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How to choose a kayak and 10 fantastic spots in Australia to use it


Buying a kayak for the first time and wondering which one to choose? We’re here to make it easier with this guide to choosing the right kayak for you. Plus, we’ll share ten incredible spots in Australia to take it for your first bucket list adventure.

Words by Gary Tischer.

Okay, how do I choose a kayak?

Kayaks come in different shapes and sizes, just like people. So, which one is the one for you? Most people start off with a plastic sit-on-top, which is great as they don’t require a big cash outlay. This is also good, just in case kayaking is not for you – although I’m yet to meet anyone who doesn’t enjoy a good paddle.

My kayak journey started with a sit-on-top plastic kayak. This was great as it easily fitted on the roof racks and made trips to inshore Moreton Bay islands like Coochiemudlo possible. We saw turtles up close, as well as dolphins teaching their young how to catch catfish. In a kayak, you can sneak up to feeding dugongs and birdlife while exploring the mangroves at high tide.

The upper reaches of the Tweed and Clarence rivers were explored on a sit-on-top (by me anyway). Shallow water and rocks weren’t a problem as the plastic hull might get a few scratches, but that was a small price to pay to spy platypus in their natural habitat. Sit-on tops are great to choose for your first kayak because you can get on and off them relatively easily. They also don’t break if you take them in the surf and get pounded onto the sand. Just remember your body is not as tough, so take it easy.


choosing a kayak

What to look for in a sit-on-top kayak?

Colour shouldn’t be the only deciding factor when it comes to choosing a sit-on-top kayak, as they do come in different shapes. Generally, the wider the kayak, the more stable it is. The problem with this is that the wider it is, the more difficult it can be to paddle. Length is a bit like this, too. Shorter kayaks are likely to be more manoeuvrable but slower and more difficult to paddle in a straight line or for longer distances.

My first kayak was 2.4m long, not too wide, but quite stable. I could paddle it around with my 10-year-old daughter on the back or an esky full of food and drink for an upstream picnic. I did fish off it – even caught the odd fish – and it handled small river rapids and surf breaks. A friend of mine got a sit-on-top that was shorter and wider but could never keep up with mine. Size does matter when it comes to choosing a kayak.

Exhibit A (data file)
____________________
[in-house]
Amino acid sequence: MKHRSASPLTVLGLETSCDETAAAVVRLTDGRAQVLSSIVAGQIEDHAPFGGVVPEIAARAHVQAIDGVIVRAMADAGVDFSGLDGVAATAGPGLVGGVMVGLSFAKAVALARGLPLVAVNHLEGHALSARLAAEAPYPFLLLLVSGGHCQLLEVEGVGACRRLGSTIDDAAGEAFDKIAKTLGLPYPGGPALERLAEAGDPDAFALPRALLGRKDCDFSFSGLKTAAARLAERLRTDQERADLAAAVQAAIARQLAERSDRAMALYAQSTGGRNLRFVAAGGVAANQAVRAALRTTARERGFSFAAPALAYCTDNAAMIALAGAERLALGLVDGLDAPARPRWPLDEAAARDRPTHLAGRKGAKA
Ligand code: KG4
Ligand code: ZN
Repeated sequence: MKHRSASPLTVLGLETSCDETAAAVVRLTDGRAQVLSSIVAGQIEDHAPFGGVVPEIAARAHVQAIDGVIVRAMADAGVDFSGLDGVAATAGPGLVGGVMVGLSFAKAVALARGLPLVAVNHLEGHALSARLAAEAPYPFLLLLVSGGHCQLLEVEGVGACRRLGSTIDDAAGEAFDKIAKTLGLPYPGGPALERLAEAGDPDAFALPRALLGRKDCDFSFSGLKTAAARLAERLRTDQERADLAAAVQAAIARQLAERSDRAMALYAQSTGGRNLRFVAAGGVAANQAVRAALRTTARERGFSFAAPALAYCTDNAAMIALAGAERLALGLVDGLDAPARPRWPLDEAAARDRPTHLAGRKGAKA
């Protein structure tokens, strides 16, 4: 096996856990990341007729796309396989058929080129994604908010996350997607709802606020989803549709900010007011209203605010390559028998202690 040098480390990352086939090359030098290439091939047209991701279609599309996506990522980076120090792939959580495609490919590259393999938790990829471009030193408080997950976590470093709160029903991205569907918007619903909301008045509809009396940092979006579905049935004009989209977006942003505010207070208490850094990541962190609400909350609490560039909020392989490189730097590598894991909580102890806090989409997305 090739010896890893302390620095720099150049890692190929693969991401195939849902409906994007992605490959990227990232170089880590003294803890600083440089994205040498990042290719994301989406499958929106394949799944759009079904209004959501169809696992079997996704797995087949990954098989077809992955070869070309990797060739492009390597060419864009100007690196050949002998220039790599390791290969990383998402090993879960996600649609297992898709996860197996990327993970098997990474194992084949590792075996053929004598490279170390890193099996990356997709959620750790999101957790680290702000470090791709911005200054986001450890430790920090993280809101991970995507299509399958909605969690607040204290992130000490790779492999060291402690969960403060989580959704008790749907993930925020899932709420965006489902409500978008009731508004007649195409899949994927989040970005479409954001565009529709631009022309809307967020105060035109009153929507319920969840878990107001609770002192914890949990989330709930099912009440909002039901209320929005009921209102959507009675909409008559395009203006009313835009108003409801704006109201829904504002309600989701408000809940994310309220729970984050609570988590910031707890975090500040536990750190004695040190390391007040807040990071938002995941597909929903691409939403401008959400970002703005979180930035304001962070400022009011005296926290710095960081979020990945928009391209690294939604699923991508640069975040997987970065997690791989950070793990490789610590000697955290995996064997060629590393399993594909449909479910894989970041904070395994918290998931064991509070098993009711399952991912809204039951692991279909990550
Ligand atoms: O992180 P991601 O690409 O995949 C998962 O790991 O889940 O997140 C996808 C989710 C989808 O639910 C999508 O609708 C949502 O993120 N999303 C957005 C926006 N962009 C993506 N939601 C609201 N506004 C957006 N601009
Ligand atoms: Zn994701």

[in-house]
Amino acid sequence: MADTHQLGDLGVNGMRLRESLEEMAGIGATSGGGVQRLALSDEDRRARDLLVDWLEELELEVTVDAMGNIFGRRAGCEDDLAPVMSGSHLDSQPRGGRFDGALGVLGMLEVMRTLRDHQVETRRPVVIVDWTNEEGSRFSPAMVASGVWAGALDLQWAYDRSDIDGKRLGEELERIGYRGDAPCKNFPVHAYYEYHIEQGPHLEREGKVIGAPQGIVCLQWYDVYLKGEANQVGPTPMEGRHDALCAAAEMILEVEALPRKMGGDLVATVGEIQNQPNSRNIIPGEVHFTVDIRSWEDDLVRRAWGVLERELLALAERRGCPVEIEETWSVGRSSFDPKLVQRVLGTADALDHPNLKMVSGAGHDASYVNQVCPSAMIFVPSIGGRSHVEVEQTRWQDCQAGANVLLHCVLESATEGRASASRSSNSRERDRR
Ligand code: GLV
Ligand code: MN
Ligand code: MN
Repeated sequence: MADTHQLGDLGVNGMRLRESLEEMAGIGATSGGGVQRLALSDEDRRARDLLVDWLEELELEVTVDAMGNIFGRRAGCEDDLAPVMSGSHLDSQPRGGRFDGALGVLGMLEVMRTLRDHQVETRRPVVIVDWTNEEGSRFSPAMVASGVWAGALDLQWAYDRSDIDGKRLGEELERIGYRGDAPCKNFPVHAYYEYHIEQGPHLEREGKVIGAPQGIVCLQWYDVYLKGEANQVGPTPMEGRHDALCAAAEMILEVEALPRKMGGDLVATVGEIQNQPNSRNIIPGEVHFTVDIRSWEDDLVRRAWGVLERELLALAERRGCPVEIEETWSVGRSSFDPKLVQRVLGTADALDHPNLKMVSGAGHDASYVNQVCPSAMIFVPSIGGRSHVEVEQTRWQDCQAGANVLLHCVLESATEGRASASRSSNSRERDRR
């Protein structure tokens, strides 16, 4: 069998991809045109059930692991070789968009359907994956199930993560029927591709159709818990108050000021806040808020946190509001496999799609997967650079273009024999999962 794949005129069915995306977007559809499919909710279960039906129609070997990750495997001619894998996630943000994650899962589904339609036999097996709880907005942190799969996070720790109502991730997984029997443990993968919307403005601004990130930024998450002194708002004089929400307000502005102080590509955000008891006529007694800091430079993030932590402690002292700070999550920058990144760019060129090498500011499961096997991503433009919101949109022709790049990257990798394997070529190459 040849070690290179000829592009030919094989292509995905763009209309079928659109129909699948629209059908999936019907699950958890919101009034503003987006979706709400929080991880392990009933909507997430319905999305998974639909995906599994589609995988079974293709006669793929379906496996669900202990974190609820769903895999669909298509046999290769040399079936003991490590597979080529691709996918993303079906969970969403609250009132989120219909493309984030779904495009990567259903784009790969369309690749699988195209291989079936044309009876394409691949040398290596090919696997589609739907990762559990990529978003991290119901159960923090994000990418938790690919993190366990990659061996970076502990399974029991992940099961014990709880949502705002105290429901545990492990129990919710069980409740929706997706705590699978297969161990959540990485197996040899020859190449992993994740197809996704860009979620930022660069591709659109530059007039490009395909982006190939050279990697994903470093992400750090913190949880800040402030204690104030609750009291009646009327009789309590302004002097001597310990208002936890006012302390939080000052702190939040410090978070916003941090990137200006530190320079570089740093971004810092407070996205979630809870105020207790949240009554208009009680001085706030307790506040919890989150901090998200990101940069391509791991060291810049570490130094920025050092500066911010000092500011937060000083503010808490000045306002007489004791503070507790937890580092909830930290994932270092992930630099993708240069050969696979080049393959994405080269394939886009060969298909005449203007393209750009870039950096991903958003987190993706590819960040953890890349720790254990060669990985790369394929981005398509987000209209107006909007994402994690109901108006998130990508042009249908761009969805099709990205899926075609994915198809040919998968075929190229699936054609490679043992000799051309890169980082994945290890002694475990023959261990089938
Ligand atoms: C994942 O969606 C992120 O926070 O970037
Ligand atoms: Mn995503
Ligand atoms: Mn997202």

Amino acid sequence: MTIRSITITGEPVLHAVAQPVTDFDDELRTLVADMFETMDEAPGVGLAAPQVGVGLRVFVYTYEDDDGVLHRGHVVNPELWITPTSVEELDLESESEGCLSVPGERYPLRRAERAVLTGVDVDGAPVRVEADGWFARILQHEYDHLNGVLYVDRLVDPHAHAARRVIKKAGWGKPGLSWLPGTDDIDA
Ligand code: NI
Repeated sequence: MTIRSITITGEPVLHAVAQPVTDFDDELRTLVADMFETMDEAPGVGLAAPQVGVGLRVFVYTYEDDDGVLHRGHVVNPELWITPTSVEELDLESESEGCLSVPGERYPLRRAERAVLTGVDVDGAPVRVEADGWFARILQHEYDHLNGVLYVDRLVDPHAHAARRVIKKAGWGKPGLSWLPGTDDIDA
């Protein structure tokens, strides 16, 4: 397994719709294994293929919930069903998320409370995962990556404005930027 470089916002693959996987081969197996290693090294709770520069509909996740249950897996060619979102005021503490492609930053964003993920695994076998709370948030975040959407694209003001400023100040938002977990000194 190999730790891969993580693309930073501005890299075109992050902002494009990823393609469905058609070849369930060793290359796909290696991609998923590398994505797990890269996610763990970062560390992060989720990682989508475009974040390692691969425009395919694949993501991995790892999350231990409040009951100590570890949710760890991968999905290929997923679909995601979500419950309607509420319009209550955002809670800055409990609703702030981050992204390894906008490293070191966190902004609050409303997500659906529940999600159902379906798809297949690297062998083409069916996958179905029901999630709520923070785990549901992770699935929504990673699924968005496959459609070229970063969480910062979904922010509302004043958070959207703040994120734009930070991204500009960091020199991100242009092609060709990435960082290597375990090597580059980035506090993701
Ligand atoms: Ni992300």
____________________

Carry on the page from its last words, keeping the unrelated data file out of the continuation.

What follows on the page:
What do you want to do with your kayak?

Decide what you want you might want to do with your kayak and this will help you choose what model will best suit your needs. Hiring some kayaks first might be a good option. If you’re somewhere like Byron Bay, take a kayak tour to experience how they handle. Talking to the kayak guides about different models and your requirements will be useful.

If fishing is your main goal, then there are specific models best suited for catching a feed. There are even some that you pedal instead of paddle. Read our article below next if you’re keen on choosing a kayak for fishing.

how to choose a fishing kayak
Fishing kayak

What should I choose to go faster and further in my kayak?

To go further fast, choose a thinner and longer kayak. The problem is that the thinner the kayak, the less stable it becomes. If you have ever tried to get on a racing surf ski in the water, you have probably fallen straight off again. The good news, though, is that sea kayaks can be very stable as you sit in them, which lowers the centre of gravity.

Choosing a sea kayak will allow you to travel 20-30 kilometres in a day which then extends where you can explore. The Whitsunday Islands are a great place to explore with a sea kayak. Sea kayaks will allow you to load them up for multi-day trips so you can camp on deserted islands. If you have ever been to Whitehaven Beach on a tourist boat, it is even better when they disappear, and you have the beach to yourselves.

Suit yourself

Whatever you want to do or wherever you choose to go, there will be a kayak to suit you. Most people will be more than happy with a sit-on-top, and some people will want more. Suit yourself and enjoy the world from a different vantage point.

how to choose a kayak
Kayaking the Noosa Everglades © Jessica Palmer

10 fantastic spots in Australia to add to your kayaking bucket list

Whitsundays, Qld

No need to paddle everywhere – there is a ferry that will carry you and your kayaks out to Whitehaven Beach and collect you from a different spot.

Noosa River, QLD

Paddle or drive to Harry’s Hut then paddle as far as you like up the Noosa River for a tranquil day or multi-day trip. If you’re keen on this, read our RV Guide to the Noosa Everglades. Choosing a sea kayak is a good choice here, allowing you to travel further a lot easier.

Moreton Bay, QLD

Start with Coochiemudlo on a sit-on-top from Victoria Pt or paddle across to Peel Island in a sea kayak.

Byron Bay, NSW

Take a tour to paddle with dolphins and have the chance to see whales in winter.

Seal rocks, NSW

There are options here for ocean paddling or the quieter freshwater lake nearby.

Wilsons Promontory, VIC

Cold, clear water and plenty to see, including dolphins, seals and sea eagles.

Coorong, SA

Paddle across a series of saltwater lagoons experiencing a variety of wildlife including seabirds and seals.

Freycinet Peninsula, TAS

Plenty of places to paddle and the chance to see penguins up close.

Ningaloo Reef, WA

Explore the stunning coral close to the shore at World Heritage-listed Cape Range National Park.

Katherine Gorge, NT

You can travel as far as the ninth gorge in a canoe or kayak while getting away from the crowds. Just be prepared to carry/drag your kayak through a series of portages. Choosing a plastic kayak is the better choice here.

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